Saturday, July 31, 2010

Mudroom Makeover: I think I'm in love

Yes, I love my husband. And of course I absolutely adore my children. But this past week I had to make a little more room in this heart of mine because I love, love, love my new mudroom.

When we purchased this little piece of property we realized we were going to have to purge a few items and try to do more with less (see how that process went by clicking here). Yeah, we failed miserably on that front, so that left our family of five living in utter chaos.

For the past four weeks our master bedroom has been command central. Need toilet bowl cleaner? Check the dresser. Looking for the screw driver? It might be on one of the shelves in the closet (probably next to the wireless mouse I still need to get synched with our new laptop). Need to find the receipt for the rug that didn't quite work out. Good luck.

I'd be lying if I said the thought of sneaking off in the middle of the night to find a new home where extra toothpaste wasn't being stored alongside the door stoppers we have yet to install didn't cross my mind. It did. More than once.

Then my father-in-law showed up (to install a water line for our ice maker). Since I was having second thoughts about the fridge we had just purchased, I was able to hold off on that project for just a little bit and casually mention a new one. The mudroom.

Here's a look at the mudroom before:

Utter disorganization.
As I shared my dream of cubbies for the kids and cabinetry that could contain our clutter, my father-in-law snapped into action measuring the space and throwing out ideas. Then we talked budget. Apparently we weren't crazy thinking $600 could do it. I have to admit we were beginning to wonder after the guys at Lowe's told us it would take about $2,400 to construct a bench and a couple of cabinets. Ouch.

The next day my husband and father-in-law headed for Home Depot to gather all of the supplies. This included: 2 30" stock cabinets, 3 36" cabinets, loads of lumber (but some of this was used to build the pedestals for our washer and dryer), paint, primer, and two new paintbrushes.

Then it was my turn to snap into action. Since our basement isn't finished I was able to set up shop down there rather than sweat it out in the 90-degree heat. I removed the cabinet doors and grabbed the bucket of primer. Luckily the primer dried in about an hour (thanks, Kilz), so I was able to slap the first coat of paint on right away. The 8-year-old daughter showed up eager to help. Two days and four coats later we were finished.

Here's a look at a couple of steps in the process:

Removing the cabinet doors.

Painting the cabinets.

Time for my father-in-law (with some assistance from my husband) to take over and for the kids and I to take off for a mini-vacation. Woo-hoo. When we returned I was absolutely ecstatic to see that three of the cabinets had been hung. Over the next two evenings my father-in-law hung the remaining cabinets, cut the lumber to size, and finished the install.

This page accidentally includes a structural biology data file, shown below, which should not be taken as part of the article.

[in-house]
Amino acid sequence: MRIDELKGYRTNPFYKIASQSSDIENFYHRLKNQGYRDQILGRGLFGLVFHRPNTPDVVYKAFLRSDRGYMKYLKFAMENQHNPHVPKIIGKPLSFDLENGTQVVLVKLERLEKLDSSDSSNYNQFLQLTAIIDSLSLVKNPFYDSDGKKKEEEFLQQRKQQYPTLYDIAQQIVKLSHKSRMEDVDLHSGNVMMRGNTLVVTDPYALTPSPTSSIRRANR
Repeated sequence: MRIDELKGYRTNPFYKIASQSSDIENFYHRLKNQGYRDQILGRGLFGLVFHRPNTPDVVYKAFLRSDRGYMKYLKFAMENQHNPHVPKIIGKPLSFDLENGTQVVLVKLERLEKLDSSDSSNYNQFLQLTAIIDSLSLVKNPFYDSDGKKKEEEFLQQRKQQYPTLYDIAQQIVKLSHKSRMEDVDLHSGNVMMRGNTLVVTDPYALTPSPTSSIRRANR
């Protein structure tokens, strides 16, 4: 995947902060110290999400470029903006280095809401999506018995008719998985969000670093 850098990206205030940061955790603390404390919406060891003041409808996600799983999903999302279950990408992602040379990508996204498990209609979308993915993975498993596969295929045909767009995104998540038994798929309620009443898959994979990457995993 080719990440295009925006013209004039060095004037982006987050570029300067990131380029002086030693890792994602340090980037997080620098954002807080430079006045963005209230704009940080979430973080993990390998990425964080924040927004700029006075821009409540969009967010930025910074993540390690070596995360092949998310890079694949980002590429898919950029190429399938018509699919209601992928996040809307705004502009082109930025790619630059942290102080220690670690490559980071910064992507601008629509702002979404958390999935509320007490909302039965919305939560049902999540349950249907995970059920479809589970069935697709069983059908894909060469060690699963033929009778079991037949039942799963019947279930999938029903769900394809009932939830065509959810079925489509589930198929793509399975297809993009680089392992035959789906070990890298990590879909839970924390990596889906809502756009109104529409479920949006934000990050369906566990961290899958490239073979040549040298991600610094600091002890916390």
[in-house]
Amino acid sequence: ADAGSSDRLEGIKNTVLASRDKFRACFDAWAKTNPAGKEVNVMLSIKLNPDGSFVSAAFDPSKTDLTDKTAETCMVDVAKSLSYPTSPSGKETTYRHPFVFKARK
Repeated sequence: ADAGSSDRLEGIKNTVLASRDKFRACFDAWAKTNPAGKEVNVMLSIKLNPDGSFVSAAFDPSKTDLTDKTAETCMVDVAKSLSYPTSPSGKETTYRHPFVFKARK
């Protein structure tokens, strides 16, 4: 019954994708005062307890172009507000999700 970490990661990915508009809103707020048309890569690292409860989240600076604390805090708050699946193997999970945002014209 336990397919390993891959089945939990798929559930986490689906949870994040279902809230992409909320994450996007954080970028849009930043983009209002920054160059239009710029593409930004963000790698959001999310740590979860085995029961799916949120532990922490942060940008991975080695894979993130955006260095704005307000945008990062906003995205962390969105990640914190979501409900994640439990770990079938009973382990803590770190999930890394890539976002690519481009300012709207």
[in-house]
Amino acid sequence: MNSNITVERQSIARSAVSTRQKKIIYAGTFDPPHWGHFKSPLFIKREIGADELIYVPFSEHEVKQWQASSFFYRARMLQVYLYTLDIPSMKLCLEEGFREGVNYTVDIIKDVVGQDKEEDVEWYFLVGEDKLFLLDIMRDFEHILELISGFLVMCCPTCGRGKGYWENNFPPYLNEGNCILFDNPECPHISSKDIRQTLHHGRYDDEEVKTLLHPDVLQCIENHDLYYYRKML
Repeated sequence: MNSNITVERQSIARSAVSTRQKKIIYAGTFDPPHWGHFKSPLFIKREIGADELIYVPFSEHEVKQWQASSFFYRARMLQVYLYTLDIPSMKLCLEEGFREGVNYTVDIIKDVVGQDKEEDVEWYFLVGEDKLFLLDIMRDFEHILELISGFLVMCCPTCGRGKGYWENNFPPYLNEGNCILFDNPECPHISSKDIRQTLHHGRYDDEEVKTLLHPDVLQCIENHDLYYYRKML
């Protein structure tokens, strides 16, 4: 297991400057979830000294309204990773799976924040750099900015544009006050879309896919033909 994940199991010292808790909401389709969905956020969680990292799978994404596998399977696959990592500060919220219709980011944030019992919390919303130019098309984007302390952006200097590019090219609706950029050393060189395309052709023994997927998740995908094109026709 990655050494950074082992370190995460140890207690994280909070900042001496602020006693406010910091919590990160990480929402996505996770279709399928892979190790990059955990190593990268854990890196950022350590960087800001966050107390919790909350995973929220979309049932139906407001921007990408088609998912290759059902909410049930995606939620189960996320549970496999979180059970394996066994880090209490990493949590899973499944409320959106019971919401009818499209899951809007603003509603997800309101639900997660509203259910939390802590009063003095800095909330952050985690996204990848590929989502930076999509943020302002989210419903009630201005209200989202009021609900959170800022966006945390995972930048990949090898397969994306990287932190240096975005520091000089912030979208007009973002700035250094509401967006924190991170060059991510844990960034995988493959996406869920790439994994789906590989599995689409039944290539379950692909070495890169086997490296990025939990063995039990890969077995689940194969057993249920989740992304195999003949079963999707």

Getting closer.

Measuring for the cubbies.

That's when my second shift kicked in. Armed with wood filler, sand paper, and paint, I worked to put the finishing touches on the cabinet and cubby frames. Then I grabbed my new favorite tool, the cordless drill and screwdriver, and put the doors on the cabinets, touched up the paint a bit more, added a couple of baskets, and marveled at my mudroom. Seriously, I marveled at it. I just stood in there and stared, so muich that my husband offered to move a mattress in there so I could look at the handiwork all night.

Here's the fabulous after shots:

Baskets for hats and mittens.

Hooks for coats and backpacks.

Just enough room on top for a few functional decorative touches.

You see before it was just a pass-through. Something completely unfunctional (dare I say dysfunctional). A hallway that I really just tried to ignore as I entered the house through the garage. Now it's a room worthy of my extra attention. It's functional and beautiful. While it still needs a few more decorative touches (coat hooks need to be installed and a few chocolate brown accents need to be purchased), I'm still absolutely, positively in love.

Tuesday, July 27, 2010

The Infamous Closet 'System'

The lonely before shot
While we're certainly eager to dive right in and start fixing up the house, we also know our limitations. With that in mind, we decided to start with something easy (and functional).

Ahhh yes, the closet system. Can you believe we purchased a house that didn't even have rods in the closets? Well, the master bedroom did, but ehhh, they're certainly nothing to write home about. But that's a project for another day.

We decided to start with our 8-year-old daughter's closet. After all, she's reaching that age where clothes are sooooo important. Of course she respectfully disagrees with this statement. In fact, she can list at least two things that are more important to her than clothes: family and horses (at least she listed us first). But anyway, the closet system, and I use the word "system" quite loosely here. It's really just a double decker closet rod and shelf. Remember, we know our limitations.

So, with measurements in hand, my husband and I headed for Lowe's. We spent about 15 minutes ooh-ing and ahh-ing at the super deluxe closet systems then made a beeline for the ClosetMaid racks.

Don't try this at home drilling
"Two 4-foot long racks, please."

Ba-da-bing, ba-da-boom - we were out of there.

Not really. We took a few more spins around the store, purchased a brand-new cordless drill and then we were out of there.

At home we cleared the closet and set to work. First drilling the holes (oh the holes), then pounding in the anchor thingies for the top rack. Perfection.

This was cake - until we got to the bottom rack. You see the rack was about a quarter inch too long. Trust me. I have a three-inch-long gash in the closet wall to prove it. Not a big deal. It's a smidge too long. We could just saw it off, no problem.